Canadian consumer confidence fell to the lowest in 10 weeks amid rising gasoline prices tied to escalating violence in Iraq.
The Bloomberg Nanos Confidence Index measured 58.7 for the week ended June 13, falling from 59.5 the week before to the lowest since the first week of April. Fewer Canadians believe they are better off financially than at any time since February.
West Texas Intermediate and Brent crudes charted the biggest weekly gains this year as Islamist fighters extended their advance in Iraq, triggering concern of a return to civil war. Even with the decline, the most recent consumer confidence reading is “marginally above the 12-month average of 58.5,” said Nik Nanos, chairman of Nanos Research Group.
Futures in New York climbed 4.1 percent last week and added 4.4 percent in London. Government forces in Iraq, OPEC’s second-biggest oil producer, are seeking to dislodge Islamist militants from cities north of Baghdad after they overran army positions in Mosul.
The rack price for unbranded regular gasoline picked up at terminal locations in Toronto was 2.7 percent higher last week, according to data published by Shell Canada.
The jump in gasoline prices coincided with a slide in a gauge for personal finances. The percentage of respondents who say they’ve become better off financially over the past year fell to 17.5 percent from 20.9 percent the week before. The share of those saying they are worse off rose to 27.2 percent, the highest since May 2013.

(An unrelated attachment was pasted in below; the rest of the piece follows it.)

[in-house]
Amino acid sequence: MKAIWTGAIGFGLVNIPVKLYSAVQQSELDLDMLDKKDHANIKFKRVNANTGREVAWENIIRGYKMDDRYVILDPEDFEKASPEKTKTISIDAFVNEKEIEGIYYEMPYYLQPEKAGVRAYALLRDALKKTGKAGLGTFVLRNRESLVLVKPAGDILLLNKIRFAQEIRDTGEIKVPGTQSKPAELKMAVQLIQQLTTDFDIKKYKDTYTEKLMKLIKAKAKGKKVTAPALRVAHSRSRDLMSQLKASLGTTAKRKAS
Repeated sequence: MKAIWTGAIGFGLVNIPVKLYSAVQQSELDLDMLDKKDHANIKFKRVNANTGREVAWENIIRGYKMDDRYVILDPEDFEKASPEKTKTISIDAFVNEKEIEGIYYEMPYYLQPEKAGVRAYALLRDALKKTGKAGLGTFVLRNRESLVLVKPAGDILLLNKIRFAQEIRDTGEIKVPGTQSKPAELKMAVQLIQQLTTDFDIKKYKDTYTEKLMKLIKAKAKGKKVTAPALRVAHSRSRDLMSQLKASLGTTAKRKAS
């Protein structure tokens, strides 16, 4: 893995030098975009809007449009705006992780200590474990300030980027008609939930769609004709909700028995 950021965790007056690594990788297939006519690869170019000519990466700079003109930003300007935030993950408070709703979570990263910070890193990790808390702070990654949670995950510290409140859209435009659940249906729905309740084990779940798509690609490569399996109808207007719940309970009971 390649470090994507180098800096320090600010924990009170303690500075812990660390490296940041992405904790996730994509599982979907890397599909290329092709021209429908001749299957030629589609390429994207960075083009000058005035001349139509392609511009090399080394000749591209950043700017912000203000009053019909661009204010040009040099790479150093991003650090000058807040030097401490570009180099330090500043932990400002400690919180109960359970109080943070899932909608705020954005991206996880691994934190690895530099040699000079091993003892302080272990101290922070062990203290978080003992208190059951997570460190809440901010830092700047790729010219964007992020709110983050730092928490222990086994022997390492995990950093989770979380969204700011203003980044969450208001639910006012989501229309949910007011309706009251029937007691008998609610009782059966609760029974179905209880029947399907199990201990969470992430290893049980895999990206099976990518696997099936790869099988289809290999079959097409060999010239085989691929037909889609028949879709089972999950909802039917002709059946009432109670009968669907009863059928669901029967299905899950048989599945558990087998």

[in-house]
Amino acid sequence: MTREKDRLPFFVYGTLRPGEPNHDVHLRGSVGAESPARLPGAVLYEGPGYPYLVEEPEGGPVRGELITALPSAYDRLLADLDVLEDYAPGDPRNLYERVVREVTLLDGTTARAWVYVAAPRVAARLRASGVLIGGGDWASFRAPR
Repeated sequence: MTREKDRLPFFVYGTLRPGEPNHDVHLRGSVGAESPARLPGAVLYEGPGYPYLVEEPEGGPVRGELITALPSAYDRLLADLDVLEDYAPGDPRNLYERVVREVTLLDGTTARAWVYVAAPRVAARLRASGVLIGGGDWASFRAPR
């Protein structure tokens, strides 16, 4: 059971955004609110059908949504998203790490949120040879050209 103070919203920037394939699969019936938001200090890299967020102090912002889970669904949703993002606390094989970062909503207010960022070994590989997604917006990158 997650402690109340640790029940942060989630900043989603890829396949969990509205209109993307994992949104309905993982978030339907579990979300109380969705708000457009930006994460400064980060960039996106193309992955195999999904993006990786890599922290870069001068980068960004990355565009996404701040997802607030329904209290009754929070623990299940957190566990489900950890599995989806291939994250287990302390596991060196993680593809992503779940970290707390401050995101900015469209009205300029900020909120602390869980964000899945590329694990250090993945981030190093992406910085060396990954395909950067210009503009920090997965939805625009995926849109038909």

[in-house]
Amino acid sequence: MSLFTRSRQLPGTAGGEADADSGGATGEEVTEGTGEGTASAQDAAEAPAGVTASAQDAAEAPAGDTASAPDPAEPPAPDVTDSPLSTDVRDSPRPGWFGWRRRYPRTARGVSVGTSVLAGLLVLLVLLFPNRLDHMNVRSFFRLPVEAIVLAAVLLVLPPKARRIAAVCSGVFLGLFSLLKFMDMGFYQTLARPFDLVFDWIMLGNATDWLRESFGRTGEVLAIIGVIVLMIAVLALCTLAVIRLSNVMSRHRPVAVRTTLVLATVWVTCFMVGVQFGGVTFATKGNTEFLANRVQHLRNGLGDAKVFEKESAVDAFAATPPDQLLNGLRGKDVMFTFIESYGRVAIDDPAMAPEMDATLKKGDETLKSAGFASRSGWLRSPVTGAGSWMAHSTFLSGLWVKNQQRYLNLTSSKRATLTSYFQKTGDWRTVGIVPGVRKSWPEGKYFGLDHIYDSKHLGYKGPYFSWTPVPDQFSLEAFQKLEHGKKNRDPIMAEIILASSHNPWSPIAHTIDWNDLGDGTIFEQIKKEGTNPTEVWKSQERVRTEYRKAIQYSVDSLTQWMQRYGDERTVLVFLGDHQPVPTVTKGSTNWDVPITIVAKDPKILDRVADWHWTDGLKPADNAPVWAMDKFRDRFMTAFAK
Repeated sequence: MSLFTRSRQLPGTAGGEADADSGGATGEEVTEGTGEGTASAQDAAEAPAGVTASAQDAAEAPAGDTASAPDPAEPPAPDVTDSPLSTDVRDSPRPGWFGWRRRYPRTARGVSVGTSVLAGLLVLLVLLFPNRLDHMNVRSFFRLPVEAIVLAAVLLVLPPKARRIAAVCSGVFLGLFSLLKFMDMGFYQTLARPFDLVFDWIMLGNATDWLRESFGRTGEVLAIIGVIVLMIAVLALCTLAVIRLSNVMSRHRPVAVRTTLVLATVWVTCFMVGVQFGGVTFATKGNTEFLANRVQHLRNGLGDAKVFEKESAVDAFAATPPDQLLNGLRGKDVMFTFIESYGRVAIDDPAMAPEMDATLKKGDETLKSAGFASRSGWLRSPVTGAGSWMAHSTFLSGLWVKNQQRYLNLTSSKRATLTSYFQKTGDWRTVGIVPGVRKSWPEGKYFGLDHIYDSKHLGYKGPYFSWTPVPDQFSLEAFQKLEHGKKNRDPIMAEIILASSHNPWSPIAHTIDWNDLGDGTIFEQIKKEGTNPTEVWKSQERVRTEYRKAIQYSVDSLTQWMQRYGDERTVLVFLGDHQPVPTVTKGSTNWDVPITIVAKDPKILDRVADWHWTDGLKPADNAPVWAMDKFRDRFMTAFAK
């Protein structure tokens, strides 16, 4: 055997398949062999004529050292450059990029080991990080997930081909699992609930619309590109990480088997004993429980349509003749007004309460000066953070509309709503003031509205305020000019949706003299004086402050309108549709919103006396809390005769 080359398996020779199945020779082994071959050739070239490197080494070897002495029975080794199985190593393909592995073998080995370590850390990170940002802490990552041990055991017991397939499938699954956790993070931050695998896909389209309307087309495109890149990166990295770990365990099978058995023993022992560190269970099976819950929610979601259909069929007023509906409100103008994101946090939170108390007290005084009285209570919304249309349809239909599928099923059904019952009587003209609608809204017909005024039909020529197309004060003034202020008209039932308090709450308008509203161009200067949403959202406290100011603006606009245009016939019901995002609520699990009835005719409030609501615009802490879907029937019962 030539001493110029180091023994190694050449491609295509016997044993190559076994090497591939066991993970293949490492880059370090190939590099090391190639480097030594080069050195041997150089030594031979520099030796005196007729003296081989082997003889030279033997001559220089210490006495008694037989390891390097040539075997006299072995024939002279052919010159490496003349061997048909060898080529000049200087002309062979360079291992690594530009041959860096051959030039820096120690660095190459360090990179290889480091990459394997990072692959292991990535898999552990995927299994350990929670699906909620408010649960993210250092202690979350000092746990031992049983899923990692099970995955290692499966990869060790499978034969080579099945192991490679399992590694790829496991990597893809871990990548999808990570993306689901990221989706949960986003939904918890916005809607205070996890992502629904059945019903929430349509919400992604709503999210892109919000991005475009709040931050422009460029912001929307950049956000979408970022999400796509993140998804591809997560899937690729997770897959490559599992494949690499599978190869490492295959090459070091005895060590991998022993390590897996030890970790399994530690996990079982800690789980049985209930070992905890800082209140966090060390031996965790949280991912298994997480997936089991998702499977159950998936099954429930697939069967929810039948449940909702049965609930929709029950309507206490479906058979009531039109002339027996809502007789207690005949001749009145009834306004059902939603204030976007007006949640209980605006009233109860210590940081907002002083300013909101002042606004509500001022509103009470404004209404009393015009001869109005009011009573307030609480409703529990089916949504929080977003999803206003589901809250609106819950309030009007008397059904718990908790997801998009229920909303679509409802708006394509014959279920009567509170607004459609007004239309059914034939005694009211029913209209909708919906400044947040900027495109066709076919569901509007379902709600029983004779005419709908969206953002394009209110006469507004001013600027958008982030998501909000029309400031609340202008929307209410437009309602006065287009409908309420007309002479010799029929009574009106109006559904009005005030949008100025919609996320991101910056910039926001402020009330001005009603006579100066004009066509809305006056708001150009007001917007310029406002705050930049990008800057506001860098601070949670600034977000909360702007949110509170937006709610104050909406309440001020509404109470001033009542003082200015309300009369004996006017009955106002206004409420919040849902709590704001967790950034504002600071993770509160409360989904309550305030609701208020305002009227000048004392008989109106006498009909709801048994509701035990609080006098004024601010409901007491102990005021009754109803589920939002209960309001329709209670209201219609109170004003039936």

Rising gasoline costs have been one of the biggest drivers of a spike in inflation in recent months, with pump prices rising 6.6 percent in April from a year earlier. The consumer price index rose 2 percent in April from a year ago, following March’s 1.5 percent pace. Statistics Canada will report inflation numbers for May on June 20, with economists in a Bloomberg survey expecting inflation to climb to 2 percent from a year earlier.
The Bloomberg Nanos consumer confidence index has two sub-indexes: the Expectations Index, based on respondents’ outlook for the economy and real-estate prices, and the Pocketbook Index, based on survey responses to questions about personal finances and job security. The Pocketbook Index fell to 59.3 last week from 60.4 as concern about gasoline prices offset job security numbers that were little changed.
The Expectations Index fell to 58.1 from 58.7, as Canadians pared their optimism over housing prices. The share of Canadians who expect the value of their real estate to rise in their neighborhood over the next six months fell to 41.2 percent, from 41.8 percent. Those anticipating a decrease in prices rose to 11.1 percent from 9 percent. At 30.1 percentage points, the difference between those predicting an increase and a decrease is the narrowest since April.
The Canadian Real Estate Association reported today the nation’s realtors recorded their biggest gain in sales in almost four years last month as the industry rebounds from the impact of a difficult winter.
Home sales rose 5.9 percent in May from April, the Ottawa-based agency said. The average price of a home sold in May rose 7.1 percent from a year earlier, it said.
Canada Mortgage & Housing Corp., the country’s housing agency, reported last week that new home building in May was at the strongest level in seven months as the industry rebounded from the impact of a harsh winter.